In this lesson, you will learn the basics of GPIO usage on Linux, being able to read or write to a GPIO pin from command-line, as well as by developing a minimal C application.
In this lesson you will:
Since Ixora Carrier Board doesn't have buttons and LEDs available for debbuging purposes, we present two alternatives to test GPIOs: the first connects two GPIOs configured as input and output respectively; whereas the second alternative uses an external button and LED to achieve a better user experience, however, the following items are required:
Note: On this getting started we are going to use 2x Resistor 2k2Ω, but you can use anyone between 1kΩ and 10kΩ. For Resistor 470Ω, you can use anyone between 100Ω and 1kΩ. For the transistor BC548, you can use any switch component you want, as MOSFET, just change the circuit according to the component.
To find out which GPIO number to use in the Linux sysfs interface, you have to know the correspondence between available pins in the carrier board, number of the correspondent pins on the MXM3 connector of the Apalis computer on module and number of the pins on Linux.
Download or open in a web browser the Ixora Carrier Board and the Apalis T30 datasheets from the respective products pages of the developer website:
For this introduction guide, some pins configured by default as GPIO in the Toradex BSP were chosen. The choice of pins was made based on their availability on all the carrier boards covered by the getting-started guide. This module will not go through the configuration of other pins as GPIO, although it is possible.
First of all, you need to find the correspondence between the MXM3 and the connectors exposed for the developer on the Ixora Carrier Board. Consult the Ixora Carrier Board datasheet and fill the table below based in the example provided:
Note: The notation CONNECTOR.PIN will be employed in this lesson, e.g. X12.5 means pin 5 of the X12 connector.
|Ixora Carrier Board (connector.pin)||MXM3 pins|
Have a look at the table available in the "List Functions" chapter of the Apalis T30 datasheet. It provides a list of most of the Apalis pins available on the MXM3 connector.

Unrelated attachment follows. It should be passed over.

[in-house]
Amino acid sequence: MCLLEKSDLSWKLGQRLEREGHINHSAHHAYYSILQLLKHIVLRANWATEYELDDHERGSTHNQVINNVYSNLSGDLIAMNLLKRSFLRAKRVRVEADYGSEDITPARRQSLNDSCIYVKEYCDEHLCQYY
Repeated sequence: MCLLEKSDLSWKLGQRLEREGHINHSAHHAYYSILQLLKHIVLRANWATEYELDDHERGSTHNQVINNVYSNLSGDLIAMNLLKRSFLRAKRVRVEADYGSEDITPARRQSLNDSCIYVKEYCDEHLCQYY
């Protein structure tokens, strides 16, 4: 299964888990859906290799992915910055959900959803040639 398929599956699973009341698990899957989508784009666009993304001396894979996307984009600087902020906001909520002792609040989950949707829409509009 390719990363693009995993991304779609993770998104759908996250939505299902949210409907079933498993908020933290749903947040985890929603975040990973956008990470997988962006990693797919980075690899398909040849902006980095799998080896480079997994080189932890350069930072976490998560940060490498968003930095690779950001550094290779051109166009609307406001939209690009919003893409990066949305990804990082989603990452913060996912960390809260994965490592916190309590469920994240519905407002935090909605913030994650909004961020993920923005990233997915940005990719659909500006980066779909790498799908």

The MXM3 pins we are interested at are connected to the Tegra SoC and have names defined by the Tegra Pin Name function. Each pin is multiplexed to have a specific function - among them GPIO, therefore the GPIO function is the column that we are interested at.
Having a look at the GPIO Alphanumeric to GPIO Numeric Assignment article, the correspondence between Tegra GPIO name and the Linux numeric representation of the GPIO pins is provided as a table. To find it from the GPIO column it is possible to use the formula below:
GPIO-[x].0[y]Linux numeric representation = 8 X (x - 'A') + y
On the formula above, the x is a character, you need to find the number corresponding to the alphabetic letter, as example A=1, B=2, C=3, AA=27.
Below is an example of how to use the formula, the number inside parentheses are the number corresponding to the alphabetic letter:
GPIO-D.03 = 8 X (D(4) - A(1)) + 3 = 27
Either by consulting the table from the article pointed above or calculating it, the previous table with the correspondence between Ixora Carrier Board pins and MXM3 pins can be extended to have the Tegra GPIO name, formed by GPIO controller, always GPIO3, plus pin at SoC level, as the example above PD.03, and the Linux numeric representation. Fill the table below based in the example provided:
|Ixora Carrier Board (connector.pin)||MXM3 pins||Tegra GPIO name||Linux GPIO number|
Choose two of the GPIO pins from the list above to make a loopback test. This lesson will use the following pins (Linux GPIO number):
Use jumper wires to connect GPIO 147 to GPIO 150.
The Toradex Linux pre-built image comes with a tool named Toradex GPIO tool meant for debugging pins configuration. It can also be used to determine the correspondences found in the previous step. We will use it to test the hardware connections.
Note: You need a display and a mouse connected to the system in order to use the GPIO tool. Please go to the beginning of the getting-started guide for more information about assembling the peripherals.
Run the GPIO tool from the target Linux desktop:
Locate the pins 147 and 150 in the table. Right click the direction of each of them and configure pin 147 as INPUT and pin 150 as OUTPUT. See the changes reflected in the application.
Click the Logic checkbox of pin 150 and see the logic checkbox of pin 147 switch on/off.
The Linux sysfs interface provides an abstraction to access the GPIO, as well as many other hardware features, from the Linux user-space.
The pin has to be exported first, which guarantees that it is not being used by other kernel drivers nor allow other drivers to use it. It also has to be configured as input or output.
From the Linux terminal, export the pins 147 and 150:
echo 147 > /sys/class/gpio/exportecho 150 > /sys/class/gpio/export
Configure the pins as input and output, respectively:
echo "in" > /sys/class/gpio/gpio147/directionecho "out" > /sys/class/gpio/gpio150/direction
Read the INPUT value as you toggle OUTPUT value:
echo 1 > /sys/class/gpio/gpio150/valuecat /sys/class/gpio/gpio147/valueecho 0 > /sys/class/gpio/gpio150/valuecat /sys/class/gpio/gpio147/value
The following steps are meant for readers that have the optional items listed in the beginning of this lesson. If you want to go through them, click the dropdown link below:
This lesson only covers the basics of GPIO usage on Linux. Since there are other important topics that were not discussed, this FAQ section is meant as an information complement.